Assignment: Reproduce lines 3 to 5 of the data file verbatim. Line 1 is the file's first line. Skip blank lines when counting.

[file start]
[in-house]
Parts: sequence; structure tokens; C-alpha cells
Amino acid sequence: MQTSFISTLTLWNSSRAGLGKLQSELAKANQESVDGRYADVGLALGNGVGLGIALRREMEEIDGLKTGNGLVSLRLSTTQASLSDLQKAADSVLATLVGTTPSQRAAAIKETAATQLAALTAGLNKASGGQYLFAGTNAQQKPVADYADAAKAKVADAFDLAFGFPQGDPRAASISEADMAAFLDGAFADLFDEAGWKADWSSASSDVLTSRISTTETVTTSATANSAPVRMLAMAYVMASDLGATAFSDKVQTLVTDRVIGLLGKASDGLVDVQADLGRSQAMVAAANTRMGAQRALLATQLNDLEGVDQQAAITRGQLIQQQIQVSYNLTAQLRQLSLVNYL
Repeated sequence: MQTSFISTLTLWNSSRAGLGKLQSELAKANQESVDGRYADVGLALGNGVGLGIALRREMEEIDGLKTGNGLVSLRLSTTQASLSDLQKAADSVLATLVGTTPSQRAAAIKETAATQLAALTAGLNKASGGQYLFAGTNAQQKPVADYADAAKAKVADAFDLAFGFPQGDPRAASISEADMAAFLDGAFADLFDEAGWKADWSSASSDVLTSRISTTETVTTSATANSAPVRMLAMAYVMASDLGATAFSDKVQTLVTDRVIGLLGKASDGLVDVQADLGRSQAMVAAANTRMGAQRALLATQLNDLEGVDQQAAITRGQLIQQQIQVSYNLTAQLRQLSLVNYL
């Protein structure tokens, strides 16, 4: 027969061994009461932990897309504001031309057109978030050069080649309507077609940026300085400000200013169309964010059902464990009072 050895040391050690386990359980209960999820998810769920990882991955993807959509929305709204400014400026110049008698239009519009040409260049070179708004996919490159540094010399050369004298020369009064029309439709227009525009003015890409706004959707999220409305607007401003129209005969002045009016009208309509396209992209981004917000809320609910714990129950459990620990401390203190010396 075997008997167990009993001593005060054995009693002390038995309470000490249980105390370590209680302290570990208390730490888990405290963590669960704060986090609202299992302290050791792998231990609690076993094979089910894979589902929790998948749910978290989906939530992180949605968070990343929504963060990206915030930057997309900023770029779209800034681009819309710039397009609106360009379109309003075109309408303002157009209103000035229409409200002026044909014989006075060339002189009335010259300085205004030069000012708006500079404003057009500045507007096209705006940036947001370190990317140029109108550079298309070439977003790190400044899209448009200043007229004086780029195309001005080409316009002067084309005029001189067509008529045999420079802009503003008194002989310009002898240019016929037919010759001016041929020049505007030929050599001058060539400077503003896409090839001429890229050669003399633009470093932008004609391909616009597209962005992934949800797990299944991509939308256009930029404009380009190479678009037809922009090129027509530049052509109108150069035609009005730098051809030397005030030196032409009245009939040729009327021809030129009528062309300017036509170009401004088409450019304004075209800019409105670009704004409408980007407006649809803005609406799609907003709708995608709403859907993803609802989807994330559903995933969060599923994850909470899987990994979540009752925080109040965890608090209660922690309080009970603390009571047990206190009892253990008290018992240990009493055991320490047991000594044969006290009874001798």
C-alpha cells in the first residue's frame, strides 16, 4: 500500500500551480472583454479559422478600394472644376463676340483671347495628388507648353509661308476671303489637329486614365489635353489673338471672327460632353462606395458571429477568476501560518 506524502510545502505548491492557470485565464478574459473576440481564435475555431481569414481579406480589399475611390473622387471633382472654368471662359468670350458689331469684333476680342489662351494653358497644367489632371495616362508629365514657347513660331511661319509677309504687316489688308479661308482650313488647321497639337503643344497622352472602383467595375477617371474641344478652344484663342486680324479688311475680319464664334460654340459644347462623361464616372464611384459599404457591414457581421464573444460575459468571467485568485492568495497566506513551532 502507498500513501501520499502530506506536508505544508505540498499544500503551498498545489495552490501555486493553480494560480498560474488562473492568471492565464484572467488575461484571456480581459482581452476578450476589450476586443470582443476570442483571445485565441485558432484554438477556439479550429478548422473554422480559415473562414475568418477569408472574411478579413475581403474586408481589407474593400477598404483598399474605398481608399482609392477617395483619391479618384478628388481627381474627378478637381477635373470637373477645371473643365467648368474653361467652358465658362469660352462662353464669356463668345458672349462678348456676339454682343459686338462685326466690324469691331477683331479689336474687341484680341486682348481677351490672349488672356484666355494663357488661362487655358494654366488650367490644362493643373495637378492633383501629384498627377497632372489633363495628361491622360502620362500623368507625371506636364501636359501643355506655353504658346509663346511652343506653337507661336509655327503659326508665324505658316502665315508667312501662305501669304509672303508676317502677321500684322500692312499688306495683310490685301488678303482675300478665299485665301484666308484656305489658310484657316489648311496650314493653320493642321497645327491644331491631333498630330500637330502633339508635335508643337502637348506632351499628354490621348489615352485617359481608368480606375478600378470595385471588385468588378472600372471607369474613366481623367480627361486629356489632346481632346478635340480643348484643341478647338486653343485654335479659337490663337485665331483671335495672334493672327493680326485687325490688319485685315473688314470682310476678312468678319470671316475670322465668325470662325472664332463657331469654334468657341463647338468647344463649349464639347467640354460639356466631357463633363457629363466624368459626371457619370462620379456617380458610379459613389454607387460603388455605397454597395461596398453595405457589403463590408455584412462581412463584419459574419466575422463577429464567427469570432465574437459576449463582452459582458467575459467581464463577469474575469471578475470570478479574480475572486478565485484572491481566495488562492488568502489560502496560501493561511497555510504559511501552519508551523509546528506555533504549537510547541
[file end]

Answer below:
Amino acid sequence: MQTSFISTLTLWNSSRAGLGKLQSELAKANQESVDGRYADVGLALGNGVGLGIALRREMEEIDGLKTGNGLVSLRLSTTQASLSDLQKAADSVLATLVGTTPSQRAAAIKETAATQLAALTAGLNKASGGQYLFAGTNAQQKPVADYADAAKAKVADAFDLAFGFPQGDPRAASISEADMAAFLDGAFADLFDEAGWKADWSSASSDVLTSRISTTETVTTSATANSAPVRMLAMAYVMASDLGATAFSDKVQTLVTDRVIGLLGKASDGLVDVQADLGRSQAMVAAANTRMGAQRALLATQLNDLEGVDQQAAITRGQLIQQQIQVSYNLTAQLRQLSLVNYL
Repeated sequence: MQTSFISTLTLWNSSRAGLGKLQSELAKANQESVDGRYADVGLALGNGVGLGIALRREMEEIDGLKTGNGLVSLRLSTTQASLSDLQKAADSVLATLVGTTPSQRAAAIKETAATQLAALTAGLNKASGGQYLFAGTNAQQKPVADYADAAKAKVADAFDLAFGFPQGDPRAASISEADMAAFLDGAFADLFDEAGWKADWSSASSDVLTSRISTTETVTTSATANSAPVRMLAMAYVMASDLGATAFSDKVQTLVTDRVIGLLGKASDGLVDVQADLGRSQAMVAAANTRMGAQRALLATQLNDLEGVDQQAAITRGQLIQQQIQVSYNLTAQLRQLSLVNYL
């Protein structure tokens, strides 16, 4: 027969061994009461932990897309504001031309057109978030050069080649309507077609940026300085400000200013169309964010059902464990009072 050895040391050690386990359980209960999820998810769920990882991955993807959509929305709204400014400026110049008698239009519009040409260049070179708004996919490159540094010399050369004298020369009064029309439709227009525009003015890409706004959707999220409305607007401003129209005969002045009016009208309509396209992209981004917000809320609910714990129950459990620990401390203190010396 075997008997167990009993001593005060054995009693002390038995309470000490249980105390370590209680302290570990208390730490888990405290963590669960704060986090609202299992302290050791792998231990609690076993094979089910894979589902929790998948749910978290989906939530992180949605968070990343929504963060990206915030930057997309900023770029779209800034681009819309710039397009609106360009379109309003075109309408303002157009209103000035229409409200002026044909014989006075060339002189009335010259300085205004030069000012708006500079404003057009500045507007096209705006940036947001370190990317140029109108550079298309070439977003790190400044899209448009200043007229004086780029195309001005080409316009002067084309005029001189067509008529045999420079802009503003008194002989310009002898240019016929037919010759001016041929020049505007030929050599001058060539400077503003896409090839001429890229050669003399633009470093932008004609391909616009597209962005992934949800797990299944991509939308256009930029404009380009190479678009037809922009090129027509530049052509109108150069035609009005730098051809030397005030030196032409009245009939040729009327021809030129009528062309300017036509170009401004088409450019304004075209800019409105670009704004409408980007407006649809803005609406799609907003709708995608709403859907993803609802989807994330559903995933969060599923994850909470899987990994979540009752925080109040965890608090209660922690309080009970603390009571047990206190009892253990008290018992240990009493055991320490047991000594044969006290009874001798």